Because it parallels the horizon, the horizontal line in architecture has a connection to the earth. It has a harmonious relationship with the ground and evokes feelings of stability and grounding. Because the horizontal line “lies down”, so to speak, it appears to be at rest, and embodies tranquility. Additionally, it offers a graceful transition between what is built and the surrounding landscape. It is a powerful characteristic of Frank Lloyd Wright’s design and Prairie School principles. The associative qualities of horizontal lines and forms resonate within us. We seem to be drawn to structures that have sturdy horizontal foundations and facades. Deep within our psyche they seem right. We innately feel reassured that such a building is stable and reliably connected to its place.
It was this quality that my colleague, Bryan Anderson, and I wanted to express in a home that we co-designed for a dynamic couple who owned property near the south-eastern shores of Lake Michigan. Their lot was lightly wooded with glorious sassafras trees that blaze yellow in the fall. We wanted to use exterior materials that would allow the house to blend into its site and that signified permanence and tranquility. We also wanted the materials to be sustainably responsible. We considered a number of options and eventually settled on two dominant materials, a charcoal fiber-cement and board-formed concrete. We wanted the base of the house to have widely spaced horizontal lines to suggest heaviness and mass. To achieve this we used 12″ wide fiber-cement panels spaced with metal “Z” flashing. The contrast between the aluminum flashing and dark panels strengthened the horizontal lines.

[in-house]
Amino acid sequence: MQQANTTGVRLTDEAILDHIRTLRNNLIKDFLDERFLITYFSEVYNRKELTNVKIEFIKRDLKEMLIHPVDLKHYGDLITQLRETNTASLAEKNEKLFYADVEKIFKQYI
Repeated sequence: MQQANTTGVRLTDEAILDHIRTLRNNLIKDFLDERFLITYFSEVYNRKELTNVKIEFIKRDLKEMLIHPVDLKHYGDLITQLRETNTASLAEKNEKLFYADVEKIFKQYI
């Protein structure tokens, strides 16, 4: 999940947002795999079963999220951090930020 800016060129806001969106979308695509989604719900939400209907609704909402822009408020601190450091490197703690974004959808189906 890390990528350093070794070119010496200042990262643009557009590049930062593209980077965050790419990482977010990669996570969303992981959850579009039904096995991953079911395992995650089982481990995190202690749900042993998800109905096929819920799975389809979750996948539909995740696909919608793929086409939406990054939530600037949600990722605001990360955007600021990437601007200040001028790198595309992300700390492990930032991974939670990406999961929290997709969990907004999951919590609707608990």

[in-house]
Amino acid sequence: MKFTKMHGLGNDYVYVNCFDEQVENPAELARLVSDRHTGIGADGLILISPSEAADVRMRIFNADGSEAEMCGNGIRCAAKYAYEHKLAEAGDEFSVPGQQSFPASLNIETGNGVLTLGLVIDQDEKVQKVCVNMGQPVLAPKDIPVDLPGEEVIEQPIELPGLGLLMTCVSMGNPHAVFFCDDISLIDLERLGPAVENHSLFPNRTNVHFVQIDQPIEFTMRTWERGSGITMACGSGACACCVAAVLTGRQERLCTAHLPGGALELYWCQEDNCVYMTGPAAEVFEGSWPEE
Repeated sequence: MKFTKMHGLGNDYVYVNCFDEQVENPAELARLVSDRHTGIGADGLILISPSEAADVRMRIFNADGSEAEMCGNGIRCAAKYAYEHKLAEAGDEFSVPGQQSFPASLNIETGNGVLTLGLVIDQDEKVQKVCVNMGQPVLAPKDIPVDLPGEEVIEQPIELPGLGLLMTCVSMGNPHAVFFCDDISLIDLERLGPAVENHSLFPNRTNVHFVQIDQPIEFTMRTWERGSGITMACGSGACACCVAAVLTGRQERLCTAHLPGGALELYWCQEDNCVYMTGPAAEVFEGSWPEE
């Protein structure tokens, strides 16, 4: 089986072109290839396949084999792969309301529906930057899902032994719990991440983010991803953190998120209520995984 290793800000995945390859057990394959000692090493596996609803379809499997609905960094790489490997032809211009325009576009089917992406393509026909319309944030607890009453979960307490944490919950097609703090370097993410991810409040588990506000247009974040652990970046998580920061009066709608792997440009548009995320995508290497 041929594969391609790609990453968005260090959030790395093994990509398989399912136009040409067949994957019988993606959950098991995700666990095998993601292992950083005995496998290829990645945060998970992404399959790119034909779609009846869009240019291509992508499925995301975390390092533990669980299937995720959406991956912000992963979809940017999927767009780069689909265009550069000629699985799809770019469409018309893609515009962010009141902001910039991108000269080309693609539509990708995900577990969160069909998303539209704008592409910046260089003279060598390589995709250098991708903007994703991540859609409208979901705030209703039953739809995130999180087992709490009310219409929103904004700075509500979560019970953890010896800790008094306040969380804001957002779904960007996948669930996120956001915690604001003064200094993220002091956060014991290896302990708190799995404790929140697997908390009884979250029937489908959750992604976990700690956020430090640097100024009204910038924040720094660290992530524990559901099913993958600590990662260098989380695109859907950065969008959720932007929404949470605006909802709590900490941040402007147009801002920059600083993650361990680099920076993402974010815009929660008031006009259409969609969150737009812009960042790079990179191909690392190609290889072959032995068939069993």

At the screened porch pavilion, we transitioned from fiber-cement to board-formed concrete that steps down toward the ground. The horizontal board imprints in the concrete perpetuates the horizontal lines of the fiber-cement panels, thus wrapping horizontal lines around the entire structure, interrupted only by deeply set windows. To merge the building with its wooded site, we picked up the horizontal lines of the siding in a charcoal fence that laps the building and extends to enclose a car court on one side and an extension on the other side that directs guests to the front entry. We choose smaller and bleached cedar beveled siding for the gables, an echo of the strong horizontal lines below.
The home sits quietly in the dancing sassafras trees, a contented, shadowy figure in its setting.